Then you have some interesting variables......... for instance.......why does a double fuller arrangement quite often move the blade node down the blade an inch, from where it would be on an identical blade with just one fuller?

The next is, that with the modern choice of targets, the location of the node is almost immaterial except in a sword geek's interest. In reality, with soft targets like water filled plastic bottles, pool noodles, and tatami mats, the sword blade should be able to cut just fine tipwards from the blade node {or cop}.......

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Jared Smith




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PostPosted: Sat 08 Mar, 2008 12:03 pm    Post subject:         Reply with quote

I have an earnest question; how do you, the manufacturer, find this blade node or CoP?

If one looks at the Albion article on sword Dynamics http://www.albion-swords.com/articles/images/sword-dynamics.pdf
there is an illustration of a hilted and unhilted blade. The hilted blade indicates a "hilt node 2" that I would assume to be very close to the pivot point of the sword if flexing the wrist and rotating it.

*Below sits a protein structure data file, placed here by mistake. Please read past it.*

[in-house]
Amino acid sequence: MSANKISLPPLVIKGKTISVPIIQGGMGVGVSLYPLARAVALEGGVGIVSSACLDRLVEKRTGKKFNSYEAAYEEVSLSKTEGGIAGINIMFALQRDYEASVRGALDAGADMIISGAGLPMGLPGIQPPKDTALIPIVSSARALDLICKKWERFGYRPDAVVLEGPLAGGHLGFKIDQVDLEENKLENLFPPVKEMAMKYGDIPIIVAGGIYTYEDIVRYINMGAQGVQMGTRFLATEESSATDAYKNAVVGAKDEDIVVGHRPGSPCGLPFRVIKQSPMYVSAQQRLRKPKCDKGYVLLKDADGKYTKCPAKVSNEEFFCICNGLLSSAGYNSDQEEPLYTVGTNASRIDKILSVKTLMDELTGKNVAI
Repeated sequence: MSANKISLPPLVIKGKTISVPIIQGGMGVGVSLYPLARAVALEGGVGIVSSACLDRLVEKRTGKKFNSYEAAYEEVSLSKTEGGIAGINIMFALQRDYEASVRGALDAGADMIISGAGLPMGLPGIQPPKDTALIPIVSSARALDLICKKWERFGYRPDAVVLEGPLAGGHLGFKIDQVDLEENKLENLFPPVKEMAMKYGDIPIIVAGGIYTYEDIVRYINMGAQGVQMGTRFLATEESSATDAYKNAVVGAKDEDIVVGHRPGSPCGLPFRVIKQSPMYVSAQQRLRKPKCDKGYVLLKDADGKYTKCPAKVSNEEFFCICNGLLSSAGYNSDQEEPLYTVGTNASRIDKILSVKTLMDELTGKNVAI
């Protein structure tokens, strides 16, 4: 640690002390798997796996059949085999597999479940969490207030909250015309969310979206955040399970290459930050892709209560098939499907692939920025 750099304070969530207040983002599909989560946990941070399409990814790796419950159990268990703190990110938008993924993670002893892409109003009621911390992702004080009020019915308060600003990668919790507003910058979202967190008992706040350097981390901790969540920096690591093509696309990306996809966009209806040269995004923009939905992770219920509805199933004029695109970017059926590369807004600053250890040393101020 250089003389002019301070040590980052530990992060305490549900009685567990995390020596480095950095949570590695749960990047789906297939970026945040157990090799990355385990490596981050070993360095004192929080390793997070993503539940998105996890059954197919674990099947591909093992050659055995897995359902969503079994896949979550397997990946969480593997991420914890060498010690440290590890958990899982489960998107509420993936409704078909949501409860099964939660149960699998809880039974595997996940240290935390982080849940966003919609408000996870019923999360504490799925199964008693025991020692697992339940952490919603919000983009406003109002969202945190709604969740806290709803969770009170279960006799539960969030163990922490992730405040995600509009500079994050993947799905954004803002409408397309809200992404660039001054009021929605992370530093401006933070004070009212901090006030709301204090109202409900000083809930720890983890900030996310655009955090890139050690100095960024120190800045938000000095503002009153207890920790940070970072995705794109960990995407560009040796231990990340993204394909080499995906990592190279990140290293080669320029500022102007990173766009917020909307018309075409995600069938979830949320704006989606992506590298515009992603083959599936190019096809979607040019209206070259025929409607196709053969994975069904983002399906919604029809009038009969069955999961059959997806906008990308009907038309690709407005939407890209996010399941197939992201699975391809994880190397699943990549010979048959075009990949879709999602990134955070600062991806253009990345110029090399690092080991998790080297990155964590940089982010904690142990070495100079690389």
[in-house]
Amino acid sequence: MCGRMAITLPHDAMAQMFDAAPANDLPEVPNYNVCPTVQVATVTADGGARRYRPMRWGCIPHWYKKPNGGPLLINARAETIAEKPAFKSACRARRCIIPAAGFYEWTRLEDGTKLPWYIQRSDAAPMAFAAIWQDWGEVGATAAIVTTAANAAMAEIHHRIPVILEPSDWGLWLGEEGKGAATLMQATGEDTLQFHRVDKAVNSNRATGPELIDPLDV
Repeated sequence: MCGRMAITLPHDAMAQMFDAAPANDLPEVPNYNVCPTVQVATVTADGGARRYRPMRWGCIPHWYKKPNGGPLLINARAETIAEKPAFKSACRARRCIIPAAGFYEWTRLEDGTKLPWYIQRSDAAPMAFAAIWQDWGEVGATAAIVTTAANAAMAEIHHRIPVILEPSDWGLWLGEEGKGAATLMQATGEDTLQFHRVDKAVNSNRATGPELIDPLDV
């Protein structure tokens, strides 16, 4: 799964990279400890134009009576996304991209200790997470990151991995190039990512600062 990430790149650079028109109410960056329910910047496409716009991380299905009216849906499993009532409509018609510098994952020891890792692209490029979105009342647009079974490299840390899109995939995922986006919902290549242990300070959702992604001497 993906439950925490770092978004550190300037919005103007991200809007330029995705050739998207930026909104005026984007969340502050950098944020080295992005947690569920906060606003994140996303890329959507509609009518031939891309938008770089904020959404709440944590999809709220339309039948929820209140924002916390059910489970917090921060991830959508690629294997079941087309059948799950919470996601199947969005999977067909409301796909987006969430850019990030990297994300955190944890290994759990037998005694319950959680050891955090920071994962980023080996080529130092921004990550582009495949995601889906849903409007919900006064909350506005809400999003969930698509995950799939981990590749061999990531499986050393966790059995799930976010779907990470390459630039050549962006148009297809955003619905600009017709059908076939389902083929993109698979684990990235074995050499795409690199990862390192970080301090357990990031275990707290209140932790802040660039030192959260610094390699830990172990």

From a kinematics perspective, in the hilted sword, there is a CoP somewhere down by what the illustration calls BN2 or FP2. If we drilled a hole through the location "hilt node 2" (HN2) and allowed the sword to swing on a metal pin like a pendulum, in direction of cuttting, there is a spot where if the blade struck another pendulum, the sword would stop and transfer all of its energy into the struck pendulum. Optimally, the pommel would minimize any "kcik" or shock near HN2. In such as case, that spot found through impact and transfer of the energy is a scientific CoP that is specific only for this case where HN2 was arbitrarily chosen as a pivot point.

In practical terms, there is no exact pivot point that perfectly models all different styles of cuts (Oberhaue, Zornhow, etc.) and various grips (hand and a half versus single, etc.) The sword maker has to impart the final handling according to his experience, and tweaking to their own preference. I accept your preference and experience. However, I would like to know what these statistics routinely published to a precision of 0.01" actually are trying to convey!